(2)$a \cdot b \,\coloneqq\, t(a, \mathrm{e} ,b) \,.$

constitutes a group structure on $H$, with neutral element $\mathrm{e}$.

This serves as the required structure group: $Str(H) \,\coloneqq\, (H, \cdot)$.

2. Take the underlying set of $Str(H)$ to be that of equivalence classes of pairs $(a,b) \in H\times H$, subject to the equivalence relation

$(a,b) \,\sim\, (a',b') \;\;\;\;\text{iff}\;\;\;\; t(a,b,b') \,=\, a'$

(the idea is to think of the pair $(a,b)$ as the representative of $a b^{-1}$)

and take the binary operation on the group to be given on representatives by

(3)$(c,d) \cdot (a,b) \,\coloneqq\, \big( c, t(d,a,b) \big) \,.$

This again defines a group $Str(H)$.

Notice that:

• the inverse of (the equivalence class of) $(a,b)$ is (the equivalence class of) $(b,a)$

• the neutral element is (the equivalence class of) $(a,a)$ (for any $a$).

3. Finally, $Str(H)$ is realized also as an actual subgroup of the symmetric group on the underlying set of $H$, analogously to Cayley's theorem for groups. We take the elements of $Str(H)$ to be set bijections of the form

(4)$t(a,b,-) \,\colon\, H \rightarrow H \,,$

where $a,b \in H$, with composition as the group’s binary operation.

Notice here that

$t(c,d,-) \cdot_{Str(H)} t(a,b,-) \;=\; t\big(c,d,t(a,b,-)\big) \;=\; t\big(t(c,d,a),b,-\big) \,,$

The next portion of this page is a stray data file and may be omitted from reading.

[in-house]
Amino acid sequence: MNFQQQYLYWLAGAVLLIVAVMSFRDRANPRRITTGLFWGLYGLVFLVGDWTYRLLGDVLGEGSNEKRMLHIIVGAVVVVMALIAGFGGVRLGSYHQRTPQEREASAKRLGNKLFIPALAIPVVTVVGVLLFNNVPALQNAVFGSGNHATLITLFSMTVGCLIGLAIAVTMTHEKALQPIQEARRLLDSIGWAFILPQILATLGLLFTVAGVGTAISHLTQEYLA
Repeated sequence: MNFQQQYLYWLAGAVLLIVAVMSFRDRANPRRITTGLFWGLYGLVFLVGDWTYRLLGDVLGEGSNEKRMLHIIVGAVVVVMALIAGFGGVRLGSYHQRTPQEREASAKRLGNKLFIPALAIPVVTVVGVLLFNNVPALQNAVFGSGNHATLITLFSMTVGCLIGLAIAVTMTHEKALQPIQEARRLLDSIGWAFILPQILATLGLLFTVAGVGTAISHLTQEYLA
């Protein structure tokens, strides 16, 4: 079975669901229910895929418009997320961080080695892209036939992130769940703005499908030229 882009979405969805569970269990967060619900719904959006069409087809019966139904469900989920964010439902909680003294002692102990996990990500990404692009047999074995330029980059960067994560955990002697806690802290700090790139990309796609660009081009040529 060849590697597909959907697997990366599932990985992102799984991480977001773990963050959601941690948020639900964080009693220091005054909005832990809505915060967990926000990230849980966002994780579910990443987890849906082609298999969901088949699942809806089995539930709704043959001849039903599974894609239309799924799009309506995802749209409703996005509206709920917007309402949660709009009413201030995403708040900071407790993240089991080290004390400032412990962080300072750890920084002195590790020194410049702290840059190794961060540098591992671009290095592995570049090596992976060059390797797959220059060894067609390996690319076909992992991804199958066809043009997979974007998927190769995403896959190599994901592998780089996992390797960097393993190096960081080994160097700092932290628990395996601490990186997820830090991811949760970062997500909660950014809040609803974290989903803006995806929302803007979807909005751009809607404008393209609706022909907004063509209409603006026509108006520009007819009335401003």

so that $Str(H)$ is closed under this operation.

The first axiom of a heap shows that $Str(H)$ contains the neutral element $t(-,x,x)$, for any $x$), and the inverse element of $t(\cdot,a,b)$ is $t(\cdot,b,a)$; thus $Str(H)$ is a subgroup of the symmetric group of $H$.

It remains to see that these constructions all agree and are functorial.

First to show that the equivalence relation used in the second construction is symmetric, and that it coincides with that implicitly used in the first construction, notice that the following are equivalent:

• (i) the bijections $t(a,b,-)$ and $t(a',b',-)$ coincide

• (ii) $t(a,b,b') = a'$

• (iii) $t(a',b',b) = a$

Namely:

(ii) follows from (i) and $t(a,a,b) = b$.

(ii) implies (iii) as follows. Given $t(a,b,b') = a'$, we have $t(t(a,b,b'),b',b) = t(a',b',b)$, but

$t(t(a,b,b'),b',b) = t(a,b,t(b',b',b)) = t(a,b,b) = a$

so $t(a',b',b) = a$. (iii) implies (ii) by a similar argument.